"We accept reluctantly the fact that bad decisions in the private sector, unconstrained by appropriate regulations, have brought us to the point where we have to do this," Frank told reporters at an afternoon press conference. "The markets are so depressed psychologically that a lot of the value out there is undervalued, which means that if someone with very deep pockets could buy and hold [the securities] and then ... sell [them] in a very controlled fashion, we have a very good chance of breaking even or even making a little money. Only the federal government can do that."
Michael Decker, co-chief executive officer of RBDA, said yesterday that the Treasury should be allowed to purchase illiquid ARS because "those clearly fall under the category of troubled assets. As a practical matter, a viable solution for the holders of those securities is for them to be included in the Treasury purchasing proposals."
Decker said that regional securities firms or their customers currently hold about $60 billion of ARS.
Treasury spokeswoman Jennifer Zuccarelli said yesterday that the secretary intends to purchase mortgage-related assets, but has the broad discretion to purchase other securities as he deems necessary.
Meanwhile, municipal market groups representing state and local governments said yesterday that they are still trying to discern whether the federal bailout will change their financial picture indirectly over the next couple of years.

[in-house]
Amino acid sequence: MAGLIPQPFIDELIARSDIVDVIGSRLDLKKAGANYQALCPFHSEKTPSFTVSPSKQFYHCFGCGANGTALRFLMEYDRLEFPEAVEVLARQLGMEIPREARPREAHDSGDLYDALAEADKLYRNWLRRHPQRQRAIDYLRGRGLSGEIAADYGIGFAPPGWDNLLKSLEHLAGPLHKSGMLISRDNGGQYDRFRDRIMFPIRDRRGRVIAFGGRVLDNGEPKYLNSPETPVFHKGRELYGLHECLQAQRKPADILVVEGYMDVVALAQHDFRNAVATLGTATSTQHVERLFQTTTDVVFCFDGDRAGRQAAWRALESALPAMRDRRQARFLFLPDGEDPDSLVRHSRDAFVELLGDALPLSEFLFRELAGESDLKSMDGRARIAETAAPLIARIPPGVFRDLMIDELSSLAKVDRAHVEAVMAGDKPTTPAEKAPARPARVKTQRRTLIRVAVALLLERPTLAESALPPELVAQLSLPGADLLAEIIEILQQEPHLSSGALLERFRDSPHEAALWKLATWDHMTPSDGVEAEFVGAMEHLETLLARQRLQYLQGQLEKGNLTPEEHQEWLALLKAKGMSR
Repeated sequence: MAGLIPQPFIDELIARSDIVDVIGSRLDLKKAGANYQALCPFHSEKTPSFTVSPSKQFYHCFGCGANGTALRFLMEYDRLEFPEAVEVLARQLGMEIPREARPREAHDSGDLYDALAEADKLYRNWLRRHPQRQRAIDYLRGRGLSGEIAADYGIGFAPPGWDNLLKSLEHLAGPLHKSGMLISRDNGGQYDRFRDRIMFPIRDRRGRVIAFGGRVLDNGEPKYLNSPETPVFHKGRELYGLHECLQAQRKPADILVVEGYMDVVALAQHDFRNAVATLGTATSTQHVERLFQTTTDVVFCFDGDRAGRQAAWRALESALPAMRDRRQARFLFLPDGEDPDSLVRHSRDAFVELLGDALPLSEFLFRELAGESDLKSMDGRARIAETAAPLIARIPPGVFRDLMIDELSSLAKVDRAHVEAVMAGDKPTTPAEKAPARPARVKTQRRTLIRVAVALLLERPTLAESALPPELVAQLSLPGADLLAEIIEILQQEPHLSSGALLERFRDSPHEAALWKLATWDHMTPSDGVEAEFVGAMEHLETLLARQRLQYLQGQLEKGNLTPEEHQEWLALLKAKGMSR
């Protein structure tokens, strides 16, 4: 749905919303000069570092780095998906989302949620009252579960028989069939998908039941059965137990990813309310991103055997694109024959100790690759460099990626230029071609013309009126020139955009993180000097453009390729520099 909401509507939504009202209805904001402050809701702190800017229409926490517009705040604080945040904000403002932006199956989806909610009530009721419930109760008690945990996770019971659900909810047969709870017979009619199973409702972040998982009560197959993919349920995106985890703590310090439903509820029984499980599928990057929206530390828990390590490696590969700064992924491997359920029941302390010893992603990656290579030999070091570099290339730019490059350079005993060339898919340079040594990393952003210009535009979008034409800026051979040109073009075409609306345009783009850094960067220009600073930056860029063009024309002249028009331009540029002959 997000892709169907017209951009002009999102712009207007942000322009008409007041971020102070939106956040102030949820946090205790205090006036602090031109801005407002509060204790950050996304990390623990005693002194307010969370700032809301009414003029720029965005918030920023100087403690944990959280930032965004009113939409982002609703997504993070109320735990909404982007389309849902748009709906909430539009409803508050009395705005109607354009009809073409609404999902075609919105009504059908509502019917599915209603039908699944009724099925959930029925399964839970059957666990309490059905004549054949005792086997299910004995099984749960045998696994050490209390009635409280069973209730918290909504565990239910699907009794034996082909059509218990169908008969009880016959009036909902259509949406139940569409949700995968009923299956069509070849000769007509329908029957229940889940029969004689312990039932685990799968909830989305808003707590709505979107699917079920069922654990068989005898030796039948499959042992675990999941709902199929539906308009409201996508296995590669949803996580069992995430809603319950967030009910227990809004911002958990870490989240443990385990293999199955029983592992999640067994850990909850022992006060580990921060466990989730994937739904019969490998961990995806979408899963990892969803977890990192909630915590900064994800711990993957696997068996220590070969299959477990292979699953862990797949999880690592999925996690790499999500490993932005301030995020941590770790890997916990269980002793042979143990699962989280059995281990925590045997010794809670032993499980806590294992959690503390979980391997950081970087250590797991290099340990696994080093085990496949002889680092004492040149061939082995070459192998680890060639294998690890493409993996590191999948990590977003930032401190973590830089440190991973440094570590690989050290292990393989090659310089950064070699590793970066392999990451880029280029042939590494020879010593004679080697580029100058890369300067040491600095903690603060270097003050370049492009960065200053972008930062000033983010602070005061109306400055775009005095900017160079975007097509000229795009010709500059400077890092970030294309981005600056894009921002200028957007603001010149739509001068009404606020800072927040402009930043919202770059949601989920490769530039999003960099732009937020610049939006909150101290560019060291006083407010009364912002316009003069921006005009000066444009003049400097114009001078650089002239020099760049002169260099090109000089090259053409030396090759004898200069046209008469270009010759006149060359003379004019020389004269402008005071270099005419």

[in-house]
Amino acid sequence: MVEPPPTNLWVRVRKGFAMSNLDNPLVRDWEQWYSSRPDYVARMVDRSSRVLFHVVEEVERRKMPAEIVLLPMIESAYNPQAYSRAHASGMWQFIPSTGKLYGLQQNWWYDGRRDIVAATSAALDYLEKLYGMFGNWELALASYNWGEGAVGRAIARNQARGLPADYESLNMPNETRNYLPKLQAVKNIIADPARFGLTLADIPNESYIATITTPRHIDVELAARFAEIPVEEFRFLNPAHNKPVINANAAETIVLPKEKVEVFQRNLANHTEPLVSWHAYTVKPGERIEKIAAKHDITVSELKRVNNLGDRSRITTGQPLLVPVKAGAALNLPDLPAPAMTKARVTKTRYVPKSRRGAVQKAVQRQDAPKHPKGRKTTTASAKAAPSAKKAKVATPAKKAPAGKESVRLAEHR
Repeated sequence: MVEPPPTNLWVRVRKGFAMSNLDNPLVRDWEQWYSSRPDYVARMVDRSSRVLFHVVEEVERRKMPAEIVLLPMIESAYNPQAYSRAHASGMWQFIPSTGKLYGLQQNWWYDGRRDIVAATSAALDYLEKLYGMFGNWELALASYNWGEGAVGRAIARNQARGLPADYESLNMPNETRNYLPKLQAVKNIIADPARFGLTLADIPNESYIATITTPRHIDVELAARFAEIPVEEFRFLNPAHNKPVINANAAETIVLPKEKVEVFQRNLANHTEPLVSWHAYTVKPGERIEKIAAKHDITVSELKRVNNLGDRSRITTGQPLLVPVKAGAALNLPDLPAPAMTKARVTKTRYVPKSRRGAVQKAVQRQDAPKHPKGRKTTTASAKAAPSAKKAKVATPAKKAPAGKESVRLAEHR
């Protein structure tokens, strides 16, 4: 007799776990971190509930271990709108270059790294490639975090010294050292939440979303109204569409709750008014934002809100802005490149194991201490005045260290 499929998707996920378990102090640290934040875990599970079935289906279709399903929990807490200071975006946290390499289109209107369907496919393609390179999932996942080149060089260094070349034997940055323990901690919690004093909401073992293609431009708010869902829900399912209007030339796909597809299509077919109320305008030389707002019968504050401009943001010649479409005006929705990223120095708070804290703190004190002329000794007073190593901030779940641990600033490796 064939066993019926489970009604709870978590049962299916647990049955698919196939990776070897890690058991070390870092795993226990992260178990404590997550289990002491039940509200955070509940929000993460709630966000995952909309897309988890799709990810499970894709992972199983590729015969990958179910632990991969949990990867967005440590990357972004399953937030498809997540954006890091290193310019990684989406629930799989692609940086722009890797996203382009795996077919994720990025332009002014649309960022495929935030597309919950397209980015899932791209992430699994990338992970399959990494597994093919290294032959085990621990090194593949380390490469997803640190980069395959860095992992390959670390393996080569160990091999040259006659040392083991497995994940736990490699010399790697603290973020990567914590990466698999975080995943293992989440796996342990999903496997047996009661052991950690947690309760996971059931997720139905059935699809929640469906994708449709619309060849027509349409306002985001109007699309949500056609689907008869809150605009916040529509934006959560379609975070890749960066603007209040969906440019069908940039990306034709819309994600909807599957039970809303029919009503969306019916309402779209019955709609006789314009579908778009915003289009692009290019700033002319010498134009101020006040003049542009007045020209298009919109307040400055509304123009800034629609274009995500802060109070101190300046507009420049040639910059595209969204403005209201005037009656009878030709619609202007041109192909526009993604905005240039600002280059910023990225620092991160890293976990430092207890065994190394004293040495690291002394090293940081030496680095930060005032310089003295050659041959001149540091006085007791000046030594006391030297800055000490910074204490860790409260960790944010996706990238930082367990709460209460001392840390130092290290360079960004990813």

"There's clearly been a reshuffling of risk across all instruments, so does that mean that state and local governments will pay higher interest rates?" said Raymond C. Scheppach, executive director of the National Governors Association.
One question was the degree to which the $700 billion proposal would change the federal funding picture for the near-term. Michael Bird, federal affairs counsel for the National Conference of State Legislatures, said the group is concerned that the giant bailout expense will mean other actions, such as a second economic stimulus package that has been floated in the Senate and House, will be pushed aside. The stimulus package would include billions for infrastructure, as well as a bevy of other provisions to spur job and economic growth.
"If it gets jettisoned, that's just one less resource for us to try to stem what is really a negative tide right now for most states," Bird said. "Does [the bailout] essentially close the door on finishing any other activity, except maybe a continuing resolution?"
NCSL and NGA officials also wondered about whether state pension funds were invested in the troubled companies to be included in the bailout.
Keith Brainard, director of research for the National Association of State Retirement Administrators, said a "small percentage" of pension funds are invested there, and that pension contributions comprise less than 3% of state and local spending.
"The near-term and long-term effects on state government finances as a result of declining pension fund values are likely to be negligible," he said.